Disney’s ‘Cinderella’ opens to an impressive Global debut and confirms lucrative Fairytale trend

Women prove yet again that they can drive box-offices – ‘Cinderella’ was this past weekend’s box-office lead as it outperformed it’s already high expectations and grossed $70.1 million domestically and a massive $132 million globally – $25 million of which in China alone.

The opening weekend audience were 68% female, 66% families and 31% under the age of 12. The movie, that cost $95 million to produce, is well on its way to being highly profitable since it still has yet to open in many major international markets. This is a particularly impressive victory given that the movie wasn’t led by a big start, to the level of Disney’s past fairytale adaptations names like Angelina Jolie and Johnny Depp, and wasn’t available in 3D.

The movie’s success comes to confirm Disney’s Fairytale strategy where the giant has been investing in live-action blockbuster adaptations of classic tales as we’ve seen before with ‘Maleficent’ and ‘Alice in Wonderland’.  Also already announced for the near future are ‘Dumbo’ and ‘Beauty and the Beast’ adaptations.

Could Princesses be the new Superheroes? The female audience is largely discredited as to it’s box-office power but the landscape might be changing. It’s particularly interesting to note that both ‘Cinderella’ and ‘Thor’ were directed by Kenneth Branagh and the Disney Princess has outperformed the Marvel Superhero in it’s opening weekend.

The Wrap recently did an interesting article regarding the two distinct tentpole trends. In their experts opinion, the Princesses won’t beat the Superheroes anytime soon. Their main argument is that Superheroes have the advantage from coming from a serialized source material that lends itself to new adaptations whereas fairytales are singular antiquities that would make sequels feel inorganic.

Also listed as reasons is the wider, four-quadrant gender appeal of the Superhero fare – men and women, above and below 25 – versus the female dominated audiences of the Princesses and some other, more arguable reasons as fairytales being constricted by accuracy to the originals and lack of dialogue currency.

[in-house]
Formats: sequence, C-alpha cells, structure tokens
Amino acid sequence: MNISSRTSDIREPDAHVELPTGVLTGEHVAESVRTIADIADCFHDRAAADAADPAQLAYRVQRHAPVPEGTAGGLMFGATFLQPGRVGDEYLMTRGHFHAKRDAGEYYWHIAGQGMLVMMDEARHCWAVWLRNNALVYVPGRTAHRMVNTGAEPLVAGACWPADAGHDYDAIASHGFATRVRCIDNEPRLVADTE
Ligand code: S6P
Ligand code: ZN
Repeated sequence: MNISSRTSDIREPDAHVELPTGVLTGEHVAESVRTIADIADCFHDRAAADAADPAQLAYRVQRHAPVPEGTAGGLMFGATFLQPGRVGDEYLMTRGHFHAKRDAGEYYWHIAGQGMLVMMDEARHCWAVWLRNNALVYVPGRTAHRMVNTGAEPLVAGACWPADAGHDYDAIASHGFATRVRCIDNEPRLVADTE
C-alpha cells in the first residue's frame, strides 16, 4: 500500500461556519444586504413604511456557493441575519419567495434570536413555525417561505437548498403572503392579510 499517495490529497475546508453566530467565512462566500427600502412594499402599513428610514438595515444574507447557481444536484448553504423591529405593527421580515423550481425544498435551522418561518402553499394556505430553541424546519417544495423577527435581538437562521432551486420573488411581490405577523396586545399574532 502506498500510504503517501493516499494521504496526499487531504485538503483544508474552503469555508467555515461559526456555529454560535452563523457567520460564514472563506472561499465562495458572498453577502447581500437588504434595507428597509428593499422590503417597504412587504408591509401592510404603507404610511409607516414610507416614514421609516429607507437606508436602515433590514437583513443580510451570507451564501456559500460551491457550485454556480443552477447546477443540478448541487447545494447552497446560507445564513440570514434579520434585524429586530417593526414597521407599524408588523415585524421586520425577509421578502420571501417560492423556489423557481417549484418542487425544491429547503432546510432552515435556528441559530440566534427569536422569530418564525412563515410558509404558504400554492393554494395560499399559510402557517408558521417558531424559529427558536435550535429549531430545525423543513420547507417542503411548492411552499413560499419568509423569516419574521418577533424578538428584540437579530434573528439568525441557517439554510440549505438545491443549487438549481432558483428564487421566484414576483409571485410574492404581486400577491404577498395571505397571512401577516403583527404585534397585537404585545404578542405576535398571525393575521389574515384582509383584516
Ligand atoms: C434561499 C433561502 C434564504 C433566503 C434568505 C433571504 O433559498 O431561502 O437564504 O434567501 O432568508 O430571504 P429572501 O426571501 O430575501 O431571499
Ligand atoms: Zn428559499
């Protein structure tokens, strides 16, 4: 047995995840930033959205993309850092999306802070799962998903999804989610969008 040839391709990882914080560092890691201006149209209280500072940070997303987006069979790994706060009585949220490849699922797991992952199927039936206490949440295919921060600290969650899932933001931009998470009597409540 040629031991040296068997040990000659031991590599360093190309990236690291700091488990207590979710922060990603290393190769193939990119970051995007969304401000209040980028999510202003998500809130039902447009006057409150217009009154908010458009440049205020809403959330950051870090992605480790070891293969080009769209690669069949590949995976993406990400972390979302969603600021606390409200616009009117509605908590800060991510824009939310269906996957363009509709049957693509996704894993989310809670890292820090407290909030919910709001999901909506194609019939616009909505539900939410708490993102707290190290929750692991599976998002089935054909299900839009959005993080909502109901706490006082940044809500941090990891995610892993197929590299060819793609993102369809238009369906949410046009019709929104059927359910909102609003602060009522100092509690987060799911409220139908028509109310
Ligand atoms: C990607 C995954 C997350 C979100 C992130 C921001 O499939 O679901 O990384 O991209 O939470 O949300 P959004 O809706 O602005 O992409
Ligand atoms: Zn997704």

The issue’s development remains to be seen but, so far,  as long as there’s fairytales to be adapted Disney will continue to make bank on them.

Do you think the Superhero fare is getting old and something new is coming along? Let us know in the comment section.


8 thoughts on “Disney’s ‘Cinderella’ opens to an impressive Global debut and confirms lucrative Fairytale trend

  1. B. Rose says:

    Another thought: it was the female audience (primarily pre-adolescent and early teens) that drove Titanic into epic numbers. We continue to hear that female driven projects can’t bring box office, but the numbers continue to show us a different story.

    Liked by 1 person

  2. Giada Palma says:

    I think that the main appeal of princess tales lies not only in the box office but mainly in the franchise. After the mess that Disney did with Frozen, it won’t repeat the mistake with Cinderella. And when it comes to franchise, I’m curious to see what happens as I think that princess based products could actually overcome super heroes toys.

    Liked by 1 person

      • Giada Palma says:

        It didn’t forecast that it would have been such a huge success and they ran short on merchandising, loosing the momentum as they had a delay of several months in delivering Frozen products.


        • Natalia H.V. Justino says:

          I heard about that multiple times in a Licensing class I’m taking and the consensus seems to be that sometimes you just can’t predict such a thing and the important thing is to react quickly. Is much easier with Cinderella though since it’s a already stablished character that could be pushed thorough other outlets if the movie didn’t do as well.


  3. Jason says:

    I am glad to see the trend that women now are leading the box-office. this always reminds me of Cate Blanchett’s Oscar winning speech from the Blue Jasmine “As random and as subjective as this award is, it means a great deal in a year of extraordinary, yet again, extraordinary performances by women.” I hope this trend continues!

    Liked by 1 person

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